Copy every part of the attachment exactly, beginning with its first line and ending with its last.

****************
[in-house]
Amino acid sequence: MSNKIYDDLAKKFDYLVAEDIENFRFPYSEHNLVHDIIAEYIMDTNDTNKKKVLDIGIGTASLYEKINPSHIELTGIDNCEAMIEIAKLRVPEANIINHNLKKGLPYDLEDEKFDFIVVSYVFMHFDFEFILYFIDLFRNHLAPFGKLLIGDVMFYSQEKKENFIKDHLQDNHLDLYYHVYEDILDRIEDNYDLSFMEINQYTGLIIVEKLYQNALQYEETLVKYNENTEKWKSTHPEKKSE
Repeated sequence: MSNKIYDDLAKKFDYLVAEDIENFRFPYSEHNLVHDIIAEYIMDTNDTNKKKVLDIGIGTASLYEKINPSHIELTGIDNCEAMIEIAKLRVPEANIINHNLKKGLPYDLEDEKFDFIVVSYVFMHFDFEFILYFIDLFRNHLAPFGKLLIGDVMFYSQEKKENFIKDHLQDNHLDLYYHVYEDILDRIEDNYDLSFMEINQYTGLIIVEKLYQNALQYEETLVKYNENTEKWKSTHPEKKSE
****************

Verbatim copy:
[in-house]
Amino acid sequence: MSNKIYDDLAKKFDYLVAEDIENFRFPYSEHNLVHDIIAEYIMDTNDTNKKKVLDIGIGTASLYEKINPSHIELTGIDNCEAMIEIAKLRVPEANIINHNLKKGLPYDLEDEKFDFIVVSYVFMHFDFEFILYFIDLFRNHLAPFGKLLIGDVMFYSQEKKENFIKDHLQDNHLDLYYHVYEDILDRIEDNYDLSFMEINQYTGLIIVEKLYQNALQYEETLVKYNENTEKWKSTHPEKKSE
Repeated sequence: MSNKIYDDLAKKFDYLVAEDIENFRFPYSEHNLVHDIIAEYIMDTNDTNKKKVLDIGIGTASLYEKINPSHIELTGIDNCEAMIEIAKLRVPEANIINHNLKKGLPYDLEDEKFDFIVVSYVFMHFDFEFILYFIDLFRNHLAPFGKLLIGDVMFYSQEKKENFIKDHLQDNHLDLYYHVYEDILDRIEDNYDLSFMEINQYTGLIIVEKLYQNALQYEETLVKYNENTEKWKSTHPEKKSE